Yep, again the Golden State Warriors and yep, we’re still talking about defense. Golden State is one of the most beautiful offensive teams in the history of the game, but at the end of the day it’s their defense that makes them so special. A defensive juggernaut that can switch on everyone and that motivates his teammates with his incredible energy and personality. He’s currently in the top five for defensive real plus-minus and if Durant is the best well-kept secret of the Warriors’ defense, Green is no longer a secret, but the statement that Golden State’s defense is the best in the league.

MIP: Victor Oladipo
So far the discussion for MIP is going in only one direction. Oladipo is the reason why the Pacers are in the mix for a playoff spot this season. After a difficult season with the Thunder, Oladipo, now free of a difficult relationship with Russell Westbrook, is having a career year. The former Magic guard is averaging 25 points, 5.3 rebounds and 3.9 assists per game. But the real difference maker has been his three-point shooting. Vic, in fact, is shooting 42.3 percent from the three-point line — the previous best of his career was 36 percent from last season with OKC. It’s an impressive improvement that is helping Oladipo to expand his game and making him one of the best surprises of the season.

ROY: Ben Simmons
In 35 games in the season, Simmons has already proven that he’s one of the best two-way players in the league. With averages of 16.6 points, 8.6 rebounds and 7.5 assists per game, Simmons currently ranks first in rebounds and assists while ranking third in scoring among rookies. But Simmons is also third in triple-doubles this season, behind Russell Westbrook and Lebron James. The former LSU star has also shown an impressive defensive potential, currently ranking seventh in the league with 1.9 steals per game. The question marks remain on his ability to develop a credible outside shooting range but so far, Simmons has been the rookie of the year and it’s not even close.

COY: Mike D’Antoni
The Houston Rockets are probably, along with the Cavs, the only team that has a chance against the Golden State Warriors in a playoff series. Mike D’Antoni created an impressive offensive machine, able to mix the talent of James Harden and Chris Paul. But the team has also made improvements on the defensive side with the additions of very reliable wings like P.J. Tucker and Luc Mbah A Moute and the definitive rise of Clint Capela as one of the best rim protectors in the league.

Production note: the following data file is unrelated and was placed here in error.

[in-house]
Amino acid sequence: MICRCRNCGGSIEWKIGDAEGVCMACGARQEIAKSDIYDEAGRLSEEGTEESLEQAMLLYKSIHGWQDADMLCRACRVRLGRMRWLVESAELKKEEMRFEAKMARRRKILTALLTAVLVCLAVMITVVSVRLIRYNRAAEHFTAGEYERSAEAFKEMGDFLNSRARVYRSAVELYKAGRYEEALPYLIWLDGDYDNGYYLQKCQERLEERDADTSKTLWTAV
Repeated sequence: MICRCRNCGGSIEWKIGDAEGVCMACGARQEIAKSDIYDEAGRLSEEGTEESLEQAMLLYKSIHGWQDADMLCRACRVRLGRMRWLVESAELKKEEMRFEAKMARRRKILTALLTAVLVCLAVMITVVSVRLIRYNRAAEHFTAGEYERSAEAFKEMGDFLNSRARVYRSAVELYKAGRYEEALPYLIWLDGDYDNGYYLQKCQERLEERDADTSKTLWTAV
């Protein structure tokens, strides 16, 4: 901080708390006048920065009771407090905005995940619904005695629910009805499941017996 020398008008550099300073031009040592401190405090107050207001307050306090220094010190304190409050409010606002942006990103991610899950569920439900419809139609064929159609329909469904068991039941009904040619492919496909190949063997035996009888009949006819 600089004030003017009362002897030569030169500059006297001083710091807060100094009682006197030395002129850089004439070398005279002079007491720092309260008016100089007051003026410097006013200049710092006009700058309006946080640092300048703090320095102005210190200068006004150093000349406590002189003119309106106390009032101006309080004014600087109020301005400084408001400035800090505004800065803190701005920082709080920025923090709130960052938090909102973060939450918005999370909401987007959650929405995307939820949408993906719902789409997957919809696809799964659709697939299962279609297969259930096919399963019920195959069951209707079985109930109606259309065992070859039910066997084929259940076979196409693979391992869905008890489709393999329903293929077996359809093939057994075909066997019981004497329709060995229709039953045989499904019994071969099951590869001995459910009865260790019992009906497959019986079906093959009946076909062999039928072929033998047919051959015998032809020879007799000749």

Julius Randle has made noticeable strides defensively this season (Sean M. Haffey/Getty Images).

Honi Ahmadian (All stats as of Dec. 30).
MVP: James Harden
There are a few players deserving of the honor but no one has the case that James Harden does. After falling just short a few times, Harden looks poised to hold that trophy. He has all the narratives and numbers on his side. Harden’s team is the two-seed in the loaded West, reaching it without Chris Paul for large parts of the season thus far. He’s leading the league in scoring and is third in assists. I don’t think Harden’s lead is safe, however. LeBron and Giannis (along with a few others) are on his tail.

DPOY: Kevin Durant
The DPOY race is wide open with Rudy Gobert and Kawhi Leonard having missed so much time. I’m going to go a little outside the box and pick Kevin Durant as the winner. You could make the argument that KD isn’t even the best defender on his own team but he’s been phenomenal on that end so far, blocking more shots than anyone else in the league despite primarily playing on the perimeter.

MIP: Julius Randle
I’m going to be a bit of a homer here and pick Julius Randle as the most improved player in the league. Randle’s minutes have been unjustifiably down this year but he’s still providing immense production for the Lakers, The two main points of emphasis have been a much more efficient offense with a career-high true shooting percentage of 59.4 percent (he’s shooting a ridiculous 76 percent at the rim) and marked improvements defensively. Randle’s ability to switch out on the perimeter and protect the paint as a small-ball center is the secret behind the Lakers’ huge strides defensively.

ROY: Ben Simmons
This is a one-man race. Tatum, Mitchell and Kuzma are all great rookies. But Ben Simmons is a great NBA player, full stop, period. Just looking at Simmons’ raw stats and how close he is to averaging a fairly efficient triple-double on the year while playing point guard in his first bit of NBA action is enough to put him head and shoulders above the rest — and that’s before mentioning his defense. The year in the NBA, despite not playing last season, is definitely a huge advantage for him.

COY: Dwane Casey
The Toronto Raptors have gone under the radar as they put pressure on the Cavaliers and Celtics for the top spot in the East. Dwane Casey deserves a lot of credit for their improvements this season. Casey has been rightfully criticized for how he’s managed the team before, especially in the playoffs, but the Raps stood by him and so far it’s paying dividends. The team is moving the ball, assisting at a much higher level and both DeMar DeRozan and Kyle Lowry have bought into playing a more inclusive and less ISO-heavy style that should help come playoffs time. The Raptors are the third best team in the league by net rating.

This behemoth of a piece is part one of a two- or three-part series regarding NBA talking points at the season’s midpoint. Special thanks to the nine writers who contributed.